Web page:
Pre-SIP: Bind variables for alternative patterns

Please see the link here.

cc @LPTK specifically since you’ve attempted this before and may have some insights on the implementation or problems.


I made a similar post not so long ago:

It looks into a lot of edge cases, like for example:

tree match
  case Wrap(subtree) | Leaf(subtree: Int) =>
    // What should be the type of subtree here ?
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I don’t think there are. If the actual type is always a union of all the derived unapply types then it’s well defined by the rules of union types.

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Thank you for the link!

It was very helpful, since I was able to find some bits of commentary that I had not seen before. I will certainly update the draft to include the new information before submitting it to the SIP committee.

Regarding your first concern,

tree match
  case Wrap(subtree) | Leaf(subtree: Int) =>
    // What should be the type of subtree here ?

I would expect subtree to be the lub of Tree and Int which would mean subtree: Tree | Int. The draft currently has an example of this case here.

I may add a restriction to the type as an alternative in the SIP, but while implementing it, I came to the conclusion that the difference between the two implementations is negligible and it adds a restriction which stops a fairly common case which I’ve encountered:

enum Num:
  case Int(i: Int)
  case Str(s: String)

  def intValue = this match
    case Int(x) => x
    case Str(s) => s.toInt

enum Foo:
  case Bar(n: Num.Int)
  case Baz(n: Num.Str)
  case Qux

  def bar = this match {
    case Bar(n) | Baz(n) => // This would fail here, or we need to add a type-ascription!
      val x = n.intValue
      // rest of code

Regarding the second concern, that P1 | P2 is not the same as P2 | P1, I believe that the semantics are already well-defined since the following is already allowed in the specification (wildcard bindings):

enum Foo {
  case Bar(x: Int)
  case Baz(x: Int)

  def test = this match {
    case Bar(_) | Baz(_) => 42

Hence, unless we think that this is already problematic, I would not change it.

Stupid question, but since when does the compiler compute union types as LUBs?

Please note this may be indeed a very stupid question, as I have no clue here.

But I thought a lot of issues in Scala stem form the fact that it doesn’t compute union (or intersection) types when not explicitly asked for, and happily looses all structural information every time it needs to infer some types. My current understanding is: Scala is nominal, the structural types are just bolted on…

But please correct me in case I’m talking nonsense! :smile:

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The compiler computes LUBs as unions. However, when it needs to infer types, it widens so-called “soft” union types to a non-union super type. “Soft” union types are the ones that the compiler made up, as opposed to “hard” union types which were explicitly written in the source code.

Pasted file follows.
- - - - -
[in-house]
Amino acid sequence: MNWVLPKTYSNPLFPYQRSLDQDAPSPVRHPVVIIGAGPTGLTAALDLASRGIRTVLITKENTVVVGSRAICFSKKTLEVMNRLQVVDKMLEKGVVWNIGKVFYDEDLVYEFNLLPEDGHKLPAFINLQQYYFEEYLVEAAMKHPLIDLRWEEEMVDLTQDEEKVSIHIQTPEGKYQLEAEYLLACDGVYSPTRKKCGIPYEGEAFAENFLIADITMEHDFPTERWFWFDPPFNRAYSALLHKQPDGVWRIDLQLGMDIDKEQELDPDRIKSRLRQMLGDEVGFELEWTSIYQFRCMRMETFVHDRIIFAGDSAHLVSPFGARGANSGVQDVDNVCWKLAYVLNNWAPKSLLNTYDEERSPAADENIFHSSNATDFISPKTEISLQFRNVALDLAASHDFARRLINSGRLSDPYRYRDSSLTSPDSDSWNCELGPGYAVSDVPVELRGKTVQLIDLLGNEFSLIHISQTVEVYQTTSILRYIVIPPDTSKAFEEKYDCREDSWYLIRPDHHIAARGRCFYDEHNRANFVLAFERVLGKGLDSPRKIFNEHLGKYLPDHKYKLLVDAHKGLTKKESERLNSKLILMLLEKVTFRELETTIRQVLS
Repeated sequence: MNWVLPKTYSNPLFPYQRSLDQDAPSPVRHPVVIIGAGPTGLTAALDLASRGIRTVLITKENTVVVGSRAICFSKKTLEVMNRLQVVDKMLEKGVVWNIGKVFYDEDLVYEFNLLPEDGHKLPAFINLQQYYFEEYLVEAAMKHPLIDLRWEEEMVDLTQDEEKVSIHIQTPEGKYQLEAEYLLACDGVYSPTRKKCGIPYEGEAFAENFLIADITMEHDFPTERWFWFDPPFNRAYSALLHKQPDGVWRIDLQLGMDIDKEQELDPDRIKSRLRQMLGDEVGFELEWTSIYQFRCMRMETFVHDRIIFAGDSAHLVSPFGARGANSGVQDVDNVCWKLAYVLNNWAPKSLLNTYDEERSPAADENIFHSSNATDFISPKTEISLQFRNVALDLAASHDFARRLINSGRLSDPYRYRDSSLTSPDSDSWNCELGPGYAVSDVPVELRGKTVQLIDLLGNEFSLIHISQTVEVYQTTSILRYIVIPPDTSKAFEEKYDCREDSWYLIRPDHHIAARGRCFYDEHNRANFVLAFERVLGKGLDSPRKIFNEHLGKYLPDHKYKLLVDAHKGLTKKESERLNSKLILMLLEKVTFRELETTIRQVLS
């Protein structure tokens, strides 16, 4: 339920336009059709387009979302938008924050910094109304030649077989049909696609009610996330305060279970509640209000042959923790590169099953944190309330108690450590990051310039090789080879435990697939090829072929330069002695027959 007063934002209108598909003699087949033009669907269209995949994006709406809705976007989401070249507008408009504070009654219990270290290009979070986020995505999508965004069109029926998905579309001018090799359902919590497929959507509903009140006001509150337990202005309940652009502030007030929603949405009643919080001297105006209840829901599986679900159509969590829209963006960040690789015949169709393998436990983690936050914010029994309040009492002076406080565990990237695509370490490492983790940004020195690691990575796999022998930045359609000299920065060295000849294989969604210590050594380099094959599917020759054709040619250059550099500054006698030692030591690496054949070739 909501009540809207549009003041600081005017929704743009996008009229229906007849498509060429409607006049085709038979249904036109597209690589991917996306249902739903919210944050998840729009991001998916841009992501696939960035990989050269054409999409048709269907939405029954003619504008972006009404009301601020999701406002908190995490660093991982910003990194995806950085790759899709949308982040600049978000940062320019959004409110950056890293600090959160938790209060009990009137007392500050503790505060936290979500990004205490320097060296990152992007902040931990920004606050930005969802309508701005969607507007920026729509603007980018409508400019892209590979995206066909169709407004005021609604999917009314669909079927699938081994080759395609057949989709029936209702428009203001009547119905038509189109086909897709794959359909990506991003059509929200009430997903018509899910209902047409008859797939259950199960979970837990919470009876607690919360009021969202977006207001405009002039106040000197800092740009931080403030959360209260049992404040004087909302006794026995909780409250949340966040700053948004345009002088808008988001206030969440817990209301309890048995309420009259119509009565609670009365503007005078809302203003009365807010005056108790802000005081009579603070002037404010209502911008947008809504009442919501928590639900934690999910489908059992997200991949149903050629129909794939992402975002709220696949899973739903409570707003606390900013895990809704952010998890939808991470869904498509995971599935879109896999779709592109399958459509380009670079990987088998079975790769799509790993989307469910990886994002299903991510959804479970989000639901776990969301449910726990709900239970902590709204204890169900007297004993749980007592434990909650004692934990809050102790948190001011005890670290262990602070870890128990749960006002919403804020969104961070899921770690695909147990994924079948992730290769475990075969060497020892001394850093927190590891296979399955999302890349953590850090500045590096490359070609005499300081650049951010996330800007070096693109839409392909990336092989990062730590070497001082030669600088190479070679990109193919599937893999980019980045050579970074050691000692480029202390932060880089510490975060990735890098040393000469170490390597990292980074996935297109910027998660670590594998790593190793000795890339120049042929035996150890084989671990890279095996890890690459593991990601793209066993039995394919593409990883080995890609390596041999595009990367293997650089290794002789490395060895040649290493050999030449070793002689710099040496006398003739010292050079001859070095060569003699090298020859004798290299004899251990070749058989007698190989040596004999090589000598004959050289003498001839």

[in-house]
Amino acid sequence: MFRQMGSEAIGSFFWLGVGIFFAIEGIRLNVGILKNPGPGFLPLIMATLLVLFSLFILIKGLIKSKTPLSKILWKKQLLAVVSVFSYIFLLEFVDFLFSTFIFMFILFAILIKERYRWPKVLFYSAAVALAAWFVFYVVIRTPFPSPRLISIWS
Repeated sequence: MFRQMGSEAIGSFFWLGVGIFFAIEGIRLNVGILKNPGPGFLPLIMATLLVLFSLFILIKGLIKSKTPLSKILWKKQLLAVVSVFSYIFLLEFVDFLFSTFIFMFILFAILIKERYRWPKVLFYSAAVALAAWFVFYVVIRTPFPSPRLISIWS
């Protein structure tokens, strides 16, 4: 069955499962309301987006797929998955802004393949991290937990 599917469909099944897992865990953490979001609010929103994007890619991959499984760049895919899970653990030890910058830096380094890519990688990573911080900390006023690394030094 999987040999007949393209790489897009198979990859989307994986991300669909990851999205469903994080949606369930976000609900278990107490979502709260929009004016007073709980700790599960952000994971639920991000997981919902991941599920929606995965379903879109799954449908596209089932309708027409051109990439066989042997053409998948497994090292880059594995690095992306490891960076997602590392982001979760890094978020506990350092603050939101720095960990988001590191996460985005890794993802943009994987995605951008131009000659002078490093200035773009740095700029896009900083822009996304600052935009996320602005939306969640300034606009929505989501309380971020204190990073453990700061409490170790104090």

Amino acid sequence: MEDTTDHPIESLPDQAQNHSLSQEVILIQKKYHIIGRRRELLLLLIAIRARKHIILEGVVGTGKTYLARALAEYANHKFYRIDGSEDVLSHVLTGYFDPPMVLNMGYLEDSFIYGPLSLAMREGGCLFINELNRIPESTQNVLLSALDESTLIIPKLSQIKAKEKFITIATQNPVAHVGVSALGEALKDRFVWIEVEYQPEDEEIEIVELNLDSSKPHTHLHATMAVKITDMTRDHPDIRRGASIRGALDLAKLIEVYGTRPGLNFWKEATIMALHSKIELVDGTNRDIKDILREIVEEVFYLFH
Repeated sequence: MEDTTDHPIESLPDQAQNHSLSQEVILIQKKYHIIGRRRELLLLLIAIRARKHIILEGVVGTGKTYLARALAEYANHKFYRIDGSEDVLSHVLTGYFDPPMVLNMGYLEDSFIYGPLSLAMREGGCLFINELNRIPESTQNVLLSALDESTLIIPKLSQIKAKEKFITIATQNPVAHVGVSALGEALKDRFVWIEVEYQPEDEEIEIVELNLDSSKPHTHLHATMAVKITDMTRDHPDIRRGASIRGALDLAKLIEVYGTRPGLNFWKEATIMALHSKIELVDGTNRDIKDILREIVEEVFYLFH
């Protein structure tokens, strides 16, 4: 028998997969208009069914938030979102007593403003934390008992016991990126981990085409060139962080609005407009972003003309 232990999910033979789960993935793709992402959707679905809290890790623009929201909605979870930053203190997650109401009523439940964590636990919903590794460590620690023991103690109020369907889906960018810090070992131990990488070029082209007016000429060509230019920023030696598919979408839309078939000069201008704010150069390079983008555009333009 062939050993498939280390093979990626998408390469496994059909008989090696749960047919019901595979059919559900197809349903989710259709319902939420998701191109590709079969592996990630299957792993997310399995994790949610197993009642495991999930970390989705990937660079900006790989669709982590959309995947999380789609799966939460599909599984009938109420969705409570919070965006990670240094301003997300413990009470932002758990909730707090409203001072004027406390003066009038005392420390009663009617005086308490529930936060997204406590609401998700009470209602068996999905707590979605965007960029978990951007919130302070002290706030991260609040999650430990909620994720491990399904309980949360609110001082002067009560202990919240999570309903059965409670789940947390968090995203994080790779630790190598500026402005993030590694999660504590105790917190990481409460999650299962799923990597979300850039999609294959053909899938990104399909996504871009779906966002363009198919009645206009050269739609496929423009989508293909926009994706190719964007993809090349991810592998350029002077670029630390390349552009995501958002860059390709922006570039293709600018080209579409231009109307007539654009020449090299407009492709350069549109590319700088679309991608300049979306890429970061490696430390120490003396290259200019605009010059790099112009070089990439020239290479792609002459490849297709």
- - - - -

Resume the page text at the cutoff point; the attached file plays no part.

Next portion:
It’s entirely conceivable to use a union type in this case.


Thanks for the clarification!

What I meant was:

The current description does work, but can generate surprising bindings.
For example, I would expect that if id: T appears somewhere, then id has type T in that scope, which is not the case with the current spec:

Of course it’s fine to decide one way or another, but it’s important to have thought about it

Note that in that case replacing by Baz(_) | Bar(_) leaves the code equivalent (as long as there are no side-effects)

I don’t think the order mattering is an issue, but it’s good to keep in mind it is somewhat of a change

Ah, thank you for clarifying what you meant. I agree that if you read it as a type ascription for the scope of the case definition then the behaviour would be odd. I will make sure to amend the SIP proposal to discuss this reading of the case definition.

May I ask whether you would expect the following to be x: Int, or is it only in the case of an explicit type ascription that you would naturally read it as constraining the type?

enum Foo[A]:
  case Bar(a: A)
  case Baz(i: Int) extends Foo[Int]
  def fun = this match
    case Baz(x) | Bar(x) => // x: ???

Only in the case of an explicit type ascription, so x would have type Int | A in the above


I have added the extra parts of the discussion. I hope I have captured your points @Sporarum - specifically under the alternatives section.

I am unfamiliar with the SIP process; would this be in a state to be submitted, or is there more legwork to be done?

The details are here:

From my point of view, I would say that community support as been reached, and that it is time to open a PR to the SIP repository !

(But I’m not a SIP committee member)

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